By Dr. Femida Gwadry-Sridhar
It is astounding when you think about rare diseases and then you hear about rare epilepsies. Sadly, they are really not that rare in the larger scheme of things and most of the people who suffer from a rare epilepsy are children. Receiving a rare epilepsy diagnosis is frightening for any parent.
Misconceptions about Epilepsy
When we think about epilepsy, sometimes we think about a single condition. Epilepsy is not a single condition. There are so many different types of epilepsy that it is actually sometimes really hard to identify the type of epilepsy that a person may have, especially with children. As most of us are not trained in distinguishing different types of epilepsy, there is a tremendous burden on the community, parents, and carers to try to sort this out.
At Pulse Infoframe, we learned about these challenges firsthand when we were building the CDKL5 Rare Disease Registry. CDKL5 deficiency disorder (CDD) is a rare genetic epilepsy disorder that causes seizures, developmental delay, and severe intellectual disability. And regrettably, unless the child is diagnosed early, it is really a struggle for parents to develop a strategy for managing these epilepsies.
This is because seizures caused by CDD do not respond to treatments that would normally work in epilepsies that are unrelated to rare diseases. The seizures typically begin within a few months after birth, and because they are difficult to control with single medications, a combination approach with diet is often used to manage them. Sadly, there is currently no cure.
How a Patient Registry Attracted More Research
Imagine a child having one to five seizures every day and healthcare practitioners asking parents to try to identify these seizures, and then, most importantly, expecting parents to try to cope with the situation. I use this as a case study because, when we were first building the CDKL5 Registry, there was only one drug that was under development in clinical trial.
But given the interest from the patient community and the strong support of some of the advocacy groups who were involved in CDKL5, such as the Loulou Foundation and the Orphan Disease Center at UPenn, this became a critical turning point for the community. With the support of the key opinion leaders (KOLs), as well as the foundations, more and more pharmaceutical and biotech companies became interested in looking at therapeutic innovation in this area.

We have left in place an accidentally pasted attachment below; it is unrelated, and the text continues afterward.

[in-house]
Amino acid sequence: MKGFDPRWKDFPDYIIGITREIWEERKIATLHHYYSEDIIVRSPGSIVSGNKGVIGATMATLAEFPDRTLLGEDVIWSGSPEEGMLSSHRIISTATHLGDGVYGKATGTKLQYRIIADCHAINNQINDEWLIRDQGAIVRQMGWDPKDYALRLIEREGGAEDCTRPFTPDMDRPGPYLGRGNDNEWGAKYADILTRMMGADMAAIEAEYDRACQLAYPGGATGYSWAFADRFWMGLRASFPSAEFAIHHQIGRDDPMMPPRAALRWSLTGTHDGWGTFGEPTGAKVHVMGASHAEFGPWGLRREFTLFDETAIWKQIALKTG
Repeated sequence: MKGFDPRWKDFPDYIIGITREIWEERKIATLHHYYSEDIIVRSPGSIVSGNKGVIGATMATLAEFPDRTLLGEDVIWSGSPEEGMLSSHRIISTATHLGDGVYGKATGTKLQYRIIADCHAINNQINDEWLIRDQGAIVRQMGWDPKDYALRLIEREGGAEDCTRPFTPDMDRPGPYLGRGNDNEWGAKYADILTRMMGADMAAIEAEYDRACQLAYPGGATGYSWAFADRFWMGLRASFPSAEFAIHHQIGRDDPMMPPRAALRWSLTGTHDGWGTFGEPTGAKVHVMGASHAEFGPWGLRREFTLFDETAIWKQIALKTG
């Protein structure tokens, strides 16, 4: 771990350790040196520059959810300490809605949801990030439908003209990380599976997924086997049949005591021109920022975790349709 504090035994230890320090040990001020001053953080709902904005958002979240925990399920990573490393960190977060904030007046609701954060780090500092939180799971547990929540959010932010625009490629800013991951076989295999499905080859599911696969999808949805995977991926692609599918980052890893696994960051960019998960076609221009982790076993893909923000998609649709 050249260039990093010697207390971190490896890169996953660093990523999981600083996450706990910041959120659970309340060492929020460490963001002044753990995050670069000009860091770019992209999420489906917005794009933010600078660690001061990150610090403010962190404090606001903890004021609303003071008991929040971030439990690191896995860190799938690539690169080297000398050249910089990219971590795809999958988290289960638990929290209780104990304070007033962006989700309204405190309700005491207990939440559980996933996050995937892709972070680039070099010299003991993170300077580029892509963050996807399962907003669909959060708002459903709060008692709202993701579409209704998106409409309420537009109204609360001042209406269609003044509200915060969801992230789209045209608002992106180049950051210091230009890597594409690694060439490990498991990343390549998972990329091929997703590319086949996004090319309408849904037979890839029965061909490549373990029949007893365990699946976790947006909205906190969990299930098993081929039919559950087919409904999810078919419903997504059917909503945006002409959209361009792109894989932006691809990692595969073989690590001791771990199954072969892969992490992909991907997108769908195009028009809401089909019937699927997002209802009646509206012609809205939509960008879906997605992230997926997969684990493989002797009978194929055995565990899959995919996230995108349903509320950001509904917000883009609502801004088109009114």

Today, five companies are collaborating together to determine what the best endpoints (clinical benefits) are in this particular condition representing “rare epilepsy.”
The Reason a Patient Registry Attracted More Research
So, why is this important? Because without understanding the types of outcomes and endpoints that are going to be important from a regulatory perspective, it is really hard to get approval for new drugs, especially because they tend to be more expensive than existing drugs that are on the market.
Therefore, as we look at the collective of childhood epilepsies or rare genetic epilepsies that include conditions such as Dravet Syndrome, Ring20 Syndrome and others, I think it behooves us to determine how best these different patient groups can collaborate.
What we do not know and are trying to understand is the common biomarkers in these populations, and whether there are opportunities for smaller molecules in gene therapy to work across multiple conditions, or whether they are restricted to a single condition.
Sharing Data to Benefit Several Rare Epilepsies
Given the heterogeneity of the seizures and the trajectory of the patients and their natural history, it creates, I believe, a real opportunity for people to work together and share data. That was really one of the driving forces behind why we created an initiative called Rare CentralTM.
The concept is based on there being a central meeting place essentially for patients with particular conditions, such as a rare epilepsy, who could learn from one another and share knowledge with one another. As we think about rare epileptic conditions and rare epilepsies, I think that we should open our minds to really determine how we can advance and accelerate treatments.We can achieve this by 1) better understanding the natural history of the disease, and 2) by being able to look across different rare epilepsies so that we can look at commonalities and differences that may be utilized to help focus the lens on some of the new drug development that is being explored.